Wednesday, February 17, 2010

Oannes the fishy god

Many many centuries ago Man had no wisdom and could not write. He also couldn't read but really that goes without saying since not being able to write there wasn't anything to read. At this point mankind couldn't understand agriculture so people were hunter/gatherer types roaming the land looking for food. Mankind plodded on for many years struggling to survive in this way.

Man often stayed by the shore in these times, there being an ever ready supply of fish, and one day a man dressed as a fish emerged from the water. He was the fish god Oannes and he had come to teach mankind.

In the third century BC, a Babylonian priest named Berossus wrote about Oannes. His work survives only in fragments and the following text was recorded by Greek historians.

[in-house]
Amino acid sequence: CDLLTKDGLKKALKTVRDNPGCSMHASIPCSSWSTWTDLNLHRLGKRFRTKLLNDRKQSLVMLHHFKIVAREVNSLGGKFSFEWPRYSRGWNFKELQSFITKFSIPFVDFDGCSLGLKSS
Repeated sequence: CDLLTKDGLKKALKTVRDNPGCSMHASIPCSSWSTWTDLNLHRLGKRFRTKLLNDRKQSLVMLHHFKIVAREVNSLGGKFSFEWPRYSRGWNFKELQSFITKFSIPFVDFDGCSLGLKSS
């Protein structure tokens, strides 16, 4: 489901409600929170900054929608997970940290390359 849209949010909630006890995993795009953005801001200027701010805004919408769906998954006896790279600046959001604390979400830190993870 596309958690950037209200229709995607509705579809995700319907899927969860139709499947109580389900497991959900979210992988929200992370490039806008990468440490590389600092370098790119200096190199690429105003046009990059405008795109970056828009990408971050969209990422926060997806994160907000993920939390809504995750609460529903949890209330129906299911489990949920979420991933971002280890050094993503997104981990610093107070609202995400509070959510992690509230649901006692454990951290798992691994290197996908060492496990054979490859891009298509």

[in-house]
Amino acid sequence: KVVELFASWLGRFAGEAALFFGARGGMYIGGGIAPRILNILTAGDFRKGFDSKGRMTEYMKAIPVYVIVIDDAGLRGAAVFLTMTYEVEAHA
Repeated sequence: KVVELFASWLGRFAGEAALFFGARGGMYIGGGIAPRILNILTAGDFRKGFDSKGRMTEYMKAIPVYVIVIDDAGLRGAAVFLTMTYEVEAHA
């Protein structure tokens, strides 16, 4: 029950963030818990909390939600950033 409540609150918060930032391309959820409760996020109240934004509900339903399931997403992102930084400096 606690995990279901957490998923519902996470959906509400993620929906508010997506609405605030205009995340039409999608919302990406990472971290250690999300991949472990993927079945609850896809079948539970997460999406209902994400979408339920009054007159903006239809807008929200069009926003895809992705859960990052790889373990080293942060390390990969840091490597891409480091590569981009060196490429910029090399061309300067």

"At first they led a somewhat wretched existence and lived without rule after the manner of beasts. But, in the first year after the flood appeared an animal endowed with human reason, named Oannes, who rose from out of the Erythian Sea, at the point where it borders Babylonia. He had the whole body of a fish, but above his fish's head he had another head which was that of a man, and human feet emerged from beneath his fish's tail. He had a human voice, and an image of him is preserved unto this day. He passed the day in the midst of men without taking food; he taught them the use of letters, sciences and arts of all kinds. He taught them to construct cities, to found temples, to compile laws, and explained to them the principles of geometrical knowledge. He made them distinguish the seeds of the earth, and showed them how to collect the fruits; in short he instructed them in everything which could tend to soften human manners and humanize their laws. From that time nothing material has been added by way of improvement to his instructions. And when the sun set, this being Oannes, retired again into the sea, for he was amphibious."

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